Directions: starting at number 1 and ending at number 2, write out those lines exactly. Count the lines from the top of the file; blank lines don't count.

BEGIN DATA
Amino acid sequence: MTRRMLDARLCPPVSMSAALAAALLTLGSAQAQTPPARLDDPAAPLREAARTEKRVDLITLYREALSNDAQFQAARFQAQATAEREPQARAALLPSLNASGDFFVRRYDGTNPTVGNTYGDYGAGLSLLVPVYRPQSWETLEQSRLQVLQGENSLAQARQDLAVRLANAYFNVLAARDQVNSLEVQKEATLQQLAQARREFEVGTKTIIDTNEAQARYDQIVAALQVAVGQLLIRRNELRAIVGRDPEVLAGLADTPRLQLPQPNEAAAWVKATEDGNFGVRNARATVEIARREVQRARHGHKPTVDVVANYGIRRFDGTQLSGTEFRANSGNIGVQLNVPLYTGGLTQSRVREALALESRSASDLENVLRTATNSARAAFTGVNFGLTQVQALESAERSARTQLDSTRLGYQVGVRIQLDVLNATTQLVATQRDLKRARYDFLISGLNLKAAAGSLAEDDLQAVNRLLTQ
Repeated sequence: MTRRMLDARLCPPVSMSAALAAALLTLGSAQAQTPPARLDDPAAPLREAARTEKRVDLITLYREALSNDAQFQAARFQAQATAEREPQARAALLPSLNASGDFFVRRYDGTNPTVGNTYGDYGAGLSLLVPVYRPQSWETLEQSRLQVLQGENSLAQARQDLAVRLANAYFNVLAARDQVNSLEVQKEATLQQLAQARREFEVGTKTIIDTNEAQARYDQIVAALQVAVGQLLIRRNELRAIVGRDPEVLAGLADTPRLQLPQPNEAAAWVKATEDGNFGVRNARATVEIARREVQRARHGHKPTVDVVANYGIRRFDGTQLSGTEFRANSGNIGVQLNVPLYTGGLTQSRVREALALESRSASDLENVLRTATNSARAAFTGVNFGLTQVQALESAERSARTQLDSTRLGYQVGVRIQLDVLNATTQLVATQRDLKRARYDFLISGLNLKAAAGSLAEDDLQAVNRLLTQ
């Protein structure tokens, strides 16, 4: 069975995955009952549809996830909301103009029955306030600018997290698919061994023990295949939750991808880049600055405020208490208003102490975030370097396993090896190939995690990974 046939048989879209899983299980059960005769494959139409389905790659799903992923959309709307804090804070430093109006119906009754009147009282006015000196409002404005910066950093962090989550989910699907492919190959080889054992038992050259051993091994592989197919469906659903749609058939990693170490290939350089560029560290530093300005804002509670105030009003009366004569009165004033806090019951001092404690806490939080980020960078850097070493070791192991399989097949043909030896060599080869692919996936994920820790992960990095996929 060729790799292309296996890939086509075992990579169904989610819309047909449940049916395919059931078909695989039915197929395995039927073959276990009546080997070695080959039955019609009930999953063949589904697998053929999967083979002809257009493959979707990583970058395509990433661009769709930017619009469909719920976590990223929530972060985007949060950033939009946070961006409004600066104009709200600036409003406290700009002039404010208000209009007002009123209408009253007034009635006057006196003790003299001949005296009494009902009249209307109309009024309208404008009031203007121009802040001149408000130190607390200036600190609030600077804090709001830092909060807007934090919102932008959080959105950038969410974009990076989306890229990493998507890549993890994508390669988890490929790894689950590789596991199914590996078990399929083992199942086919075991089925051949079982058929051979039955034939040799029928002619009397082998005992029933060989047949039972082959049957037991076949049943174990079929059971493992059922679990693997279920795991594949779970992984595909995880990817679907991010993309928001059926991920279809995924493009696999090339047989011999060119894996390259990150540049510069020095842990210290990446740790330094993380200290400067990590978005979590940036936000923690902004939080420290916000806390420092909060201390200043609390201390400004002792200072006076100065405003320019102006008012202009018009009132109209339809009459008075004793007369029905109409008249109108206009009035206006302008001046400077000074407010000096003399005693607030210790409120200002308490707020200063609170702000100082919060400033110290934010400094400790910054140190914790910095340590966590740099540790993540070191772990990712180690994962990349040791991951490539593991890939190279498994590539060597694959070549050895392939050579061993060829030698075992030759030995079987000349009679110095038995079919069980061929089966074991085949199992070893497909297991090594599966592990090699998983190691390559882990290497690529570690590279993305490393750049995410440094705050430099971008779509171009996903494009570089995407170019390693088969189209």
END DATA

Amino acid sequence: MTRRMLDARLCPPVSMSAALAAALLTLGSAQAQTPPARLDDPAAPLREAARTEKRVDLITLYREALSNDAQFQAARFQAQATAEREPQARAALLPSLNASGDFFVRRYDGTNPTVGNTYGDYGAGLSLLVPVYRPQSWETLEQSRLQVLQGENSLAQARQDLAVRLANAYFNVLAARDQVNSLEVQKEATLQQLAQARREFEVGTKTIIDTNEAQARYDQIVAALQVAVGQLLIRRNELRAIVGRDPEVLAGLADTPRLQLPQPNEAAAWVKATEDGNFGVRNARATVEIARREVQRARHGHKPTVDVVANYGIRRFDGTQLSGTEFRANSGNIGVQLNVPLYTGGLTQSRVREALALESRSASDLENVLRTATNSARAAFTGVNFGLTQVQALESAERSARTQLDSTRLGYQVGVRIQLDVLNATTQLVATQRDLKRARYDFLISGLNLKAAAGSLAEDDLQAVNRLLTQ
Repeated sequence: MTRRMLDARLCPPVSMSAALAAALLTLGSAQAQTPPARLDDPAAPLREAARTEKRVDLITLYREALSNDAQFQAARFQAQATAEREPQARAALLPSLNASGDFFVRRYDGTNPTVGNTYGDYGAGLSLLVPVYRPQSWETLEQSRLQVLQGENSLAQARQDLAVRLANAYFNVLAARDQVNSLEVQKEATLQQLAQARREFEVGTKTIIDTNEAQARYDQIVAALQVAVGQLLIRRNELRAIVGRDPEVLAGLADTPRLQLPQPNEAAAWVKATEDGNFGVRNARATVEIARREVQRARHGHKPTVDVVANYGIRRFDGTQLSGTEFRANSGNIGVQLNVPLYTGGLTQSRVREALALESRSASDLENVLRTATNSARAAFTGVNFGLTQVQALESAERSARTQLDSTRLGYQVGVRIQLDVLNATTQLVATQRDLKRARYDFLISGLNLKAAAGSLAEDDLQAVNRLLTQ